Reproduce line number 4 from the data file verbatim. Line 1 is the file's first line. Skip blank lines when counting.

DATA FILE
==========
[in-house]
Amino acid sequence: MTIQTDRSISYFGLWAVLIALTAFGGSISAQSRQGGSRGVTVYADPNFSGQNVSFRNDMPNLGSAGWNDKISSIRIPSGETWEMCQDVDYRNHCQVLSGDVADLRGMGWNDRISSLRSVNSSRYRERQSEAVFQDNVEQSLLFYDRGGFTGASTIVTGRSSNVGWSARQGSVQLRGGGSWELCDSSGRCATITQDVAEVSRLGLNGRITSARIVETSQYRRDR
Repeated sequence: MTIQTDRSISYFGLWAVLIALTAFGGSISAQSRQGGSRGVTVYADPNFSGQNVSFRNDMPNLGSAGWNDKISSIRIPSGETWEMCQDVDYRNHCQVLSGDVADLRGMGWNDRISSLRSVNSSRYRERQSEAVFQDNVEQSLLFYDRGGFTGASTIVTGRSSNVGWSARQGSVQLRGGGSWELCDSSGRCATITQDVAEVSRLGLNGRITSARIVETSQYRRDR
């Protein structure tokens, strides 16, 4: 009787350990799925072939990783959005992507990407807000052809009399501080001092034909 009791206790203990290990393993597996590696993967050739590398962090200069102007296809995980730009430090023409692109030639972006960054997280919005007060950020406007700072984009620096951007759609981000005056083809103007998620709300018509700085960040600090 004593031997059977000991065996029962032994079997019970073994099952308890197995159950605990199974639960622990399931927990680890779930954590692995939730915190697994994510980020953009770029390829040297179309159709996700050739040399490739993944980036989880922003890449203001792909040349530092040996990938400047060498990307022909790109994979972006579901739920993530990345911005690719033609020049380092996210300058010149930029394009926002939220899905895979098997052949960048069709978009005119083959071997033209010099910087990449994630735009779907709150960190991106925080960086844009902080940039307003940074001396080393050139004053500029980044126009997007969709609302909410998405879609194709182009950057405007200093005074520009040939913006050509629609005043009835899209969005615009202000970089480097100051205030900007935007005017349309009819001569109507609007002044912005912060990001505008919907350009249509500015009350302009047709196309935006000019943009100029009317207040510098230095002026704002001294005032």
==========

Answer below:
């Protein structure tokens, strides 16, 4: 009787350990799925072939990783959005992507990407807000052809009399501080001092034909 009791206790203990290990393993597996590696993967050739590398962090200069102007296809995980730009430090023409692109030639972006960054997280919005007060950020406007700072984009620096951007759609981000005056083809103007998620709300018509700085960040600090 004593031997059977000991065996029962032994079997019970073994099952308890197995159950605990199974639960622990399931927990680890779930954590692995939730915190697994994510980020953009770029390829040297179309159709996700050739040399490739993944980036989880922003890449203001792909040349530092040996990938400047060498990307022909790109994979972006579901739920993530990345911005690719033609020049380092996210300058010149930029394009926002939220899905895979098997052949960048069709978009005119083959071997033209010099910087990449994630735009779907709150960190991106925080960086844009902080940039307003940074001396080393050139004053500029980044126009997007969709609302909410998405879609194709182009950057405007200093005074520009040939913006050509629609005043009835899209969005615009202000970089480097100051205030900007935007005017349309009819001569109507609007002044912005912060990001505008919907350009249509500015009350302009047709196309935006000019943009100029009317207040510098230095002026704002001294005032």